Wednesday, May 19, 2010

The Ants Go Marching Ten by Ten

There are actually lots of ants milling around, but they are way faster than my cruddy point-and-shoot-camera. 
If you look closely, you can see their horrendously ugly black bodies.

I have ants in my garden this year. It’s not particularly surprising news I understand, but what is surprising is how many there seem to be. Half of an entire planting bed remains empty because the little black menaces have taken over the entire thing. Like over the winter the suckers have been rebuilding ant sized replicas of  Native American cliff dwellings; little tiny holes poking out the side of a cliff, the ants scurrying around the levels of buildings, making corn meal, drying meat, or chipping rocks to make spear heads.  
 Doesn't this look freakishly similar to the holes in my garden wall, if you use your imagination and have a drink or two? It's Bandelier Monument in New Mexico.

Besides my many neuroses regarding germs, I have a volatile hatred for tiny crawling insects that nest. One or two ants is no problem, but thousands of swarming ants carrying egg sacks, food, and milling about just under the surface of the dirt making it look like my garden bed is breathing, is another thing entirely. Same with worms. One worm, I can handle. 50 worms swarming on a rotten apple is enough to make me vomit. And I just got the willies writing that sentence just imagining the worms. Chiggars. Termites. Lice. Don’t even get me going on lice. Now my head is itching. Dis. Gust. Ting.

After all the research I’ve done about ants in the garden, they seem to pose no real threat. I’ve been assured that they won’t eat my food, that their purpose is to harvest and clean up dead debris, aerate the soil, and to basically leave them alone, unless there is a major infestation. Too many ants become a problem because they start to “farm aphids” (who knew ants were so sustainably minded?). They start collecting aphids and protecting the plants the aphids live on because they like to eat the “honeydew,” which is a fancy name for “slimy residue left by aphid buts” and not the refreshing melon you are accustomed to eating with your scones in the morning. (Which is what I first thought “honeydew” was referring to and I couldn’t figure out why people would give these suckers honeydew. My bad.)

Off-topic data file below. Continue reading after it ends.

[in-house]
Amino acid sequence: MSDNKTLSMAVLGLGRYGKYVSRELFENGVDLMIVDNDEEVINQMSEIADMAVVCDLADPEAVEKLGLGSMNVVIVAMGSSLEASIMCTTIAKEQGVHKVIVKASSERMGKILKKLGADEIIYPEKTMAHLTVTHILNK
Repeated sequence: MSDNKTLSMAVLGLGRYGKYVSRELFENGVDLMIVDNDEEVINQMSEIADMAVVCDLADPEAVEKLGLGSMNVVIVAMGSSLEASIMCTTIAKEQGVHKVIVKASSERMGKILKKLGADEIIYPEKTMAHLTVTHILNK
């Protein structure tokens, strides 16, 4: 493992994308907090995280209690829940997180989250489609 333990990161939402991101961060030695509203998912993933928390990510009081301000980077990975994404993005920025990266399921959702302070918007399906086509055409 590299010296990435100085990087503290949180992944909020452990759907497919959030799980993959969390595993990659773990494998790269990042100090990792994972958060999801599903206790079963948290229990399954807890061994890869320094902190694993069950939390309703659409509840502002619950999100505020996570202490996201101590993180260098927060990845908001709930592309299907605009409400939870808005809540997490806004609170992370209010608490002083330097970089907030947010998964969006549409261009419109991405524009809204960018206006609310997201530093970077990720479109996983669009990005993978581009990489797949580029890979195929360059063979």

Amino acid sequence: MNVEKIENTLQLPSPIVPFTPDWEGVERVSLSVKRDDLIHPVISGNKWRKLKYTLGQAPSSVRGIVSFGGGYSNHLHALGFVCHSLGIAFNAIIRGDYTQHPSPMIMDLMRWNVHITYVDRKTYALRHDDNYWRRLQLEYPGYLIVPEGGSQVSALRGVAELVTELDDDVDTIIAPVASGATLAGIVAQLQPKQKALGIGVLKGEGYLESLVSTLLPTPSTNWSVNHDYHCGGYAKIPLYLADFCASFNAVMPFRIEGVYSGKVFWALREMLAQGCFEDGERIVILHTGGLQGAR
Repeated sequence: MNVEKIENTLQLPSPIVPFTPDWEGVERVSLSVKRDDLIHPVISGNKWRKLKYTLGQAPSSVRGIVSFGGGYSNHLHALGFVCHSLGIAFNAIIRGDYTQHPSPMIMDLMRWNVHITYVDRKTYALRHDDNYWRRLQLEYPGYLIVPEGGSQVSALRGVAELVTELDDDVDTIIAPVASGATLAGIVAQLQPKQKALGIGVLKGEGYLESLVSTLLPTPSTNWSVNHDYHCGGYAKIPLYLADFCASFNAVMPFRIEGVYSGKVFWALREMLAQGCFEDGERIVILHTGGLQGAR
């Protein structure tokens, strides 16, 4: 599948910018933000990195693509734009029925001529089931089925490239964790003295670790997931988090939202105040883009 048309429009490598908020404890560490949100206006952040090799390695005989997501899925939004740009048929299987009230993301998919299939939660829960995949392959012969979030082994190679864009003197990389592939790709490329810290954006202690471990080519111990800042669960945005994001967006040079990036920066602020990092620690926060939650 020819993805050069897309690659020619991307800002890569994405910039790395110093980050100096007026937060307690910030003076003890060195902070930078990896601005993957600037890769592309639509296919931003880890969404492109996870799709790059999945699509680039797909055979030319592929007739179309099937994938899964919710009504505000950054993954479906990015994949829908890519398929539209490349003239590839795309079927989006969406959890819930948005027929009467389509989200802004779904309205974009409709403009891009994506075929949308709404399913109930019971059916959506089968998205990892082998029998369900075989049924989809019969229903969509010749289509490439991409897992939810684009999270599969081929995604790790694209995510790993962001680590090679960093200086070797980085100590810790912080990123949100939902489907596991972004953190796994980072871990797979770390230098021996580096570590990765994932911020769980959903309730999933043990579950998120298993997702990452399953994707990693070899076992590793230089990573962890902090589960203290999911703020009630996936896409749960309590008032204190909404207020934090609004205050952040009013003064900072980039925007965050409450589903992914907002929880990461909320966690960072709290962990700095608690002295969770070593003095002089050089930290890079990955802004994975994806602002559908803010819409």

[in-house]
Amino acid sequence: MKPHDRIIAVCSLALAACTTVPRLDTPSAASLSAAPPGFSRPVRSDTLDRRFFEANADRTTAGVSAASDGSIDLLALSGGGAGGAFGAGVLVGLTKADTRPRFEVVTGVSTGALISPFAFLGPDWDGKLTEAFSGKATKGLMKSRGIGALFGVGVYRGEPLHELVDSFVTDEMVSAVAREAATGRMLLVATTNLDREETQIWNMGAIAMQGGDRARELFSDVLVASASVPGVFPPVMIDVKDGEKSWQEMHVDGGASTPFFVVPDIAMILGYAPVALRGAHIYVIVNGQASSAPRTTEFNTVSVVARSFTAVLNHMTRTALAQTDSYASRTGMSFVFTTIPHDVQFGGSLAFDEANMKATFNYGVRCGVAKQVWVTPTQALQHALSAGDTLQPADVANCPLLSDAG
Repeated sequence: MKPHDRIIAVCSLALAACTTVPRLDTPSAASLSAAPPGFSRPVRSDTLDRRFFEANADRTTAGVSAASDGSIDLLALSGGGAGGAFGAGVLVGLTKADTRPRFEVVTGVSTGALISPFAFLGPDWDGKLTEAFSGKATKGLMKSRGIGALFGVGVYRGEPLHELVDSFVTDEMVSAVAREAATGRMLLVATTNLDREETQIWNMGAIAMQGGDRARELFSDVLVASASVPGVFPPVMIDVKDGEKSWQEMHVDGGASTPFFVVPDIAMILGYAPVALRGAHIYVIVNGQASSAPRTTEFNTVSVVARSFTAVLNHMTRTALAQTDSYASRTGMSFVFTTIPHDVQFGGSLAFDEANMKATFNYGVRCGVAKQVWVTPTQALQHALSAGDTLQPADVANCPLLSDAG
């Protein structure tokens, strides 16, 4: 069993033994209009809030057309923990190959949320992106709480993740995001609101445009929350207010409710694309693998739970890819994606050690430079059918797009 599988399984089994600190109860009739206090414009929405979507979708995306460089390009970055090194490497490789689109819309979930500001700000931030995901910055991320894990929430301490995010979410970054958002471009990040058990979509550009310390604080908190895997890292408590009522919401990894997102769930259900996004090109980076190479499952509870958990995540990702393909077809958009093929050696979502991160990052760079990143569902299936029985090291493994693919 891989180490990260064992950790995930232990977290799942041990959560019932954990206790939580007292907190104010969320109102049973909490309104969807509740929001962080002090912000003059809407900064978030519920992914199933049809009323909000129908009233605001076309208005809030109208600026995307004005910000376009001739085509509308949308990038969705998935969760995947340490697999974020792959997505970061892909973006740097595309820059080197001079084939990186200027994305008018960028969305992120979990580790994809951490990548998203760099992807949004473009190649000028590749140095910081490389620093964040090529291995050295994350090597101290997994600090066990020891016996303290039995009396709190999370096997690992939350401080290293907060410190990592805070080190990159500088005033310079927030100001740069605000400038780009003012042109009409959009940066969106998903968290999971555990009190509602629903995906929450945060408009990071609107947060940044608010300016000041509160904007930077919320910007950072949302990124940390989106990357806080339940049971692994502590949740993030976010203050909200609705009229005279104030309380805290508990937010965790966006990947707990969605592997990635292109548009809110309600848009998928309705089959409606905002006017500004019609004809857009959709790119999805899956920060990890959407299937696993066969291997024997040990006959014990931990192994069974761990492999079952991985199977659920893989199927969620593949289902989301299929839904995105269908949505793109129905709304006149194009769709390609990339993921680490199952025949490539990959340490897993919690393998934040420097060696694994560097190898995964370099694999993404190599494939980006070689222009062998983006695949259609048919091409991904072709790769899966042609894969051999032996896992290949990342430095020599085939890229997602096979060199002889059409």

But I do have a serious ant problem, if nothing more than I’m sickened by looking at all the holes in the ground and on the side of the planting bed, and I can’t imagine growing food there, mainly because then I’ll have to weed and tend to that area, and like I said, the whole mess is making me nauseous.

The good news is there are organic methods to try and curb ants, especially when they get too unruly and start throwing spit wads at you when you walk by. It’s rumored that they hate cucumber peel and chili powder. I gave it a try and laid a cucumber peel wall in between ant city and my marigolds and tomatoes. I also dumped an entire bottle of Badia red chili powder on all the ant openings, hoping the suckers microscopic intestinal tract would feel the repercussions of the red chili in the morning and die of dehydration from diarrhea. At least that’s what seems to happen in our house when we eat too much red chili. Not the dying part of course.

I went and checked on my organic methods the following day, only to find that not only were the ants alive and well, they were dancing to "La Bamba," drinking margaritas, and had erected a teeny, tiny, sign out of garden debris that said, “Thanks for the enchilada sauce!” Apparently Mexican ants have taken up residence, no doubt immigrants from Arizona. And here I thought they were Anasazi in heritage.

I’m not sure what I’m going to do about these guys, unless I pull up a lawn chair, grab my sombrero, and join them. I think I’ll try the boiling water trick next, which is to pour the scalding liquid into the holes which burns them? Boils them alive? I’m not sure how they die, but knowing my luck they’ll use the hot water to make some albondigas soup.

For now, that section of the garden bed is empty. But the ants know I’m out to end them. Let’s hope they don’t take their vengeance out on my tomatoes. They would after all, have to walk over my dried up cucumber peel wall. 

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